“The discussion we had was open and honest and it was generally agreed that it was important that the experiences of patients and the public help to shape the project as it gets rolled out. We are still working some of this out, so anyone who would like to be involved should get in touch.”

Find out more about the West of England Genomic Medicine Centre here or email ubh-tr.wegmc@nhs.net.

 

Patients set to benefit from new Genomic Medicine Centre in the West of England

Patients in the West of England are set to benefit from a new NHS Genomic Medicine Centre based in Bristol.

A partnership made up of NHS provider organisations in Bristol, Bath, Cheltenham and Gloucestershire, universities, the West of England AHSN, NHS commissioners and Health Education South West has been designated the West of England NHS Genomic Medicine Centre (WEGMC).

The centre will be part of the three-year project launched by the Prime Minister launched by the Prime Minister, to transform diagnosis and treatment for patients with cancer and rare diseases.

This involves collecting and decoding 100,000 human genomes – complete sets of people’s genes – that will enable scientists and doctors to understand more about specific conditions. It could allow personalisation of drugs and other treatments to specific genetic variants.

Clinicians from the hospitals involved will recruit potentially eligible patients. Then patients choosing to be involved will take part in a test which will then be processed in a lab at Southmead Hospital, before being sent nationally for sequencing.

Some of the patients involved could benefit from a quicker conclusive diagnosis for a rare and inherited disease or cancer because treatment may be targeted at a particular genetic change.

Patients at the heart of the project

Life Sciences Minister George Freeman MP said, “The opening of this centre, as part of our revolutionary 100,000 Genomes Project to sequence the genomes of NHS patients with cancer and rare diseases, underlines the UK’s position as a world leader in 21st century medicine.

“Patients are at the heart of the project. That’s why we have chosen NHS sites like this to sequence DNA on an unprecedented scale, which will bring better treatments to people with rare diseases and cancer in the West of England.”

Transformative possibilities

Tony Gallagher, Chair of WEGMC, said “This is an important step forward for patients and the development of future treatments in the West of England. Working together we have teams of dedicated and experienced doctors, nurses, counsellors, scientists, managers, commissioners and academics who are committed to realising the transformative possibilities that genomic medicine offers to patients in our area.”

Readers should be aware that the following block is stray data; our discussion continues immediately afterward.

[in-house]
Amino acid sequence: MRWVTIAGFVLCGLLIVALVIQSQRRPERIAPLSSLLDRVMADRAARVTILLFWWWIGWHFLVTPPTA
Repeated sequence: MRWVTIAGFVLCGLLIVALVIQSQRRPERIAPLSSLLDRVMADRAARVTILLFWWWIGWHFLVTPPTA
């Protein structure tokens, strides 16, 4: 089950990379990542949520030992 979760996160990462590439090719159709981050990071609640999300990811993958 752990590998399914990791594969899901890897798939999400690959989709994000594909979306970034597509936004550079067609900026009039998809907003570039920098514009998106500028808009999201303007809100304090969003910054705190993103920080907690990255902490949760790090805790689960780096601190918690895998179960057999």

Creating ground-breaking discoveries

Caroline Gamlin, NHS England South West Medical Director, said: “This is a huge tribute to the quality of our medical science in the west. Our local doctors will help to create ground-breaking discoveries about diseases, predict who is susceptible and design personalised treatments to tackle them.”

The national project to sequence 100,000 genomes was announced by the Prime Minister in 2012 in a bid to transform diagnosis and treatment for patients with cancer and rare diseases in the fast-emerging field of genomic medicine. NHS England established 11 NHS Genomic Medicine Centres (GMCs) in 2014. A year on, two more GMCs have been announced – one for the West of England and the second in Yorkshire and Humber.

An individualised approach to patient care

Professor Ruth Newbury-Ecob is a leading member of the West of England partnership. She works in the Clinical Genetics Service at University Hospitals Bristol which provides genetic services for Bristol, Bath Gloucestershire and Somerset. Specialising in rare diseases including inherited cardiac conditions, she works with colleagues  at the Bristol Royal Hospital for Children and the Bristol Heart Institute to provide specialist multidisciplinary care She works closely with the Regional Genetics Laboratory at North Bristol NHS Trust to develop new genetic testing, translating research findings into NHS services for patients across the UK.

She said, “Genomics has the potential to transform healthcare by developing a more tailored individualised approach to patient care and through better screening and targeting treatments to prevent development of diseases such as cancer and heart disease. The West of England partnership has brought together multiple interested parties for the first time to bring about this wonderful transformation in healthcare.”

Humbling and inspiring

Patients are involved in planning the new service. Deborah Evans, Managing Director of the West of England AHSN, said, “In recent weeks I’ve been involved in interviews with people locally who have experienced rare diseases or cancer and their carers, and we have gathered very rich and useful insights that will help us plan our new services.

“It has been humbling and inspiring to hear first-hand these stories from people who, when faced with cancer or a rare familial disease, have not only coped with extraordinary life-changing challenges for themselves or their families, but still have the commitment to contribute more for other people through this research which will play such an important role in the future of medicine and treatment.”

Tara Mistry from Bristol said: “As someone with personal experience of cancer, with a diagnosis before the age of 40 and with two young daughters having grown up under the shadow of their mother’s surgery and subsequent treatments, this news of the Genomic Medicine Centre for the West of England is just fantastic.